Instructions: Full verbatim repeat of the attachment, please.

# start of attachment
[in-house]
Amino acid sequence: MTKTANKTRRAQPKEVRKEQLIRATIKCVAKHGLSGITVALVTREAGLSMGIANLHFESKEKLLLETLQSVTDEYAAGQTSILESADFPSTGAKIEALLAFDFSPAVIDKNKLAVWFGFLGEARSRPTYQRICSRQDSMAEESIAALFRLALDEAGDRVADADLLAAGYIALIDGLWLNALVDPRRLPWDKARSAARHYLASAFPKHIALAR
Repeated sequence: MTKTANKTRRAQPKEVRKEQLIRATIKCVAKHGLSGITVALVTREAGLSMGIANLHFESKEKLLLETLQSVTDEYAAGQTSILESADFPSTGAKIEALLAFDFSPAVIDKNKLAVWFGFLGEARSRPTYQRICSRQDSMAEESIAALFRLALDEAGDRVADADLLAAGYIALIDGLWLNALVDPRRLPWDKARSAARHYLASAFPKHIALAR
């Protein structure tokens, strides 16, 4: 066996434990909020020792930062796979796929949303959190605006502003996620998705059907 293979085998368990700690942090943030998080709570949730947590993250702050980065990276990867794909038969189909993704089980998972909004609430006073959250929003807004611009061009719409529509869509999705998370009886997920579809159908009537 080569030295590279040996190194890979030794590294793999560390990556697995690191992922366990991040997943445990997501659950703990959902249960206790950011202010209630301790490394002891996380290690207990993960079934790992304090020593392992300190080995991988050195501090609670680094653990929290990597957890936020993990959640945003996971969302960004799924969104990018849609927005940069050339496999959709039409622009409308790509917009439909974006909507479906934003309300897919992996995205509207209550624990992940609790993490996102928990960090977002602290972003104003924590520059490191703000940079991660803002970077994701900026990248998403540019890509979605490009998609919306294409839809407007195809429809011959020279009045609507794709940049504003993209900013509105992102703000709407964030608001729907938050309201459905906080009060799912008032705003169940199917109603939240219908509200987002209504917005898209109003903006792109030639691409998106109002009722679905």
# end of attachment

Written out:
[in-house]
Amino acid sequence: MTKTANKTRRAQPKEVRKEQLIRATIKCVAKHGLSGITVALVTREAGLSMGIANLHFESKEKLLLETLQSVTDEYAAGQTSILESADFPSTGAKIEALLAFDFSPAVIDKNKLAVWFGFLGEARSRPTYQRICSRQDSMAEESIAALFRLALDEAGDRVADADLLAAGYIALIDGLWLNALVDPRRLPWDKARSAARHYLASAFPKHIALAR
Repeated sequence: MTKTANKTRRAQPKEVRKEQLIRATIKCVAKHGLSGITVALVTREAGLSMGIANLHFESKEKLLLETLQSVTDEYAAGQTSILESADFPSTGAKIEALLAFDFSPAVIDKNKLAVWFGFLGEARSRPTYQRICSRQDSMAEESIAALFRLALDEAGDRVADADLLAAGYIALIDGLWLNALVDPRRLPWDKARSAARHYLASAFPKHIALAR
């Protein structure tokens, strides 16, 4: 066996434990909020020792930062796979796929949303959190605006502003996620998705059907 293979085998368990700690942090943030998080709570949730947590993250702050980065990276990867794909038969189909993704089980998972909004609430006073959250929003807004611009061009719409529509869509999705998370009886997920579809159908009537 080569030295590279040996190194890979030794590294793999560390990556697995690191992922366990991040997943445990997501659950703990959902249960206790950011202010209630301790490394002891996380290690207990993960079934790992304090020593392992300190080995991988050195501090609670680094653990929290990597957890936020993990959640945003996971969302960004799924969104990018849609927005940069050339496999959709039409622009409308790509917009439909974006909507479906934003309300897919992996995205509207209550624990992940609790993490996102928990960090977002602290972003104003924590520059490191703000940079991660803002970077994701900026990248998403540019890509979605490009998609919306294409839809407007195809429809011959020279009045609507794709940049504003993209900013509105992102703000709407964030608001729907938050309201459905906080009060799912008032705003169940199917109603939240219908509200987002209504917005898209109003903006792109030639691409998106109002009722679905």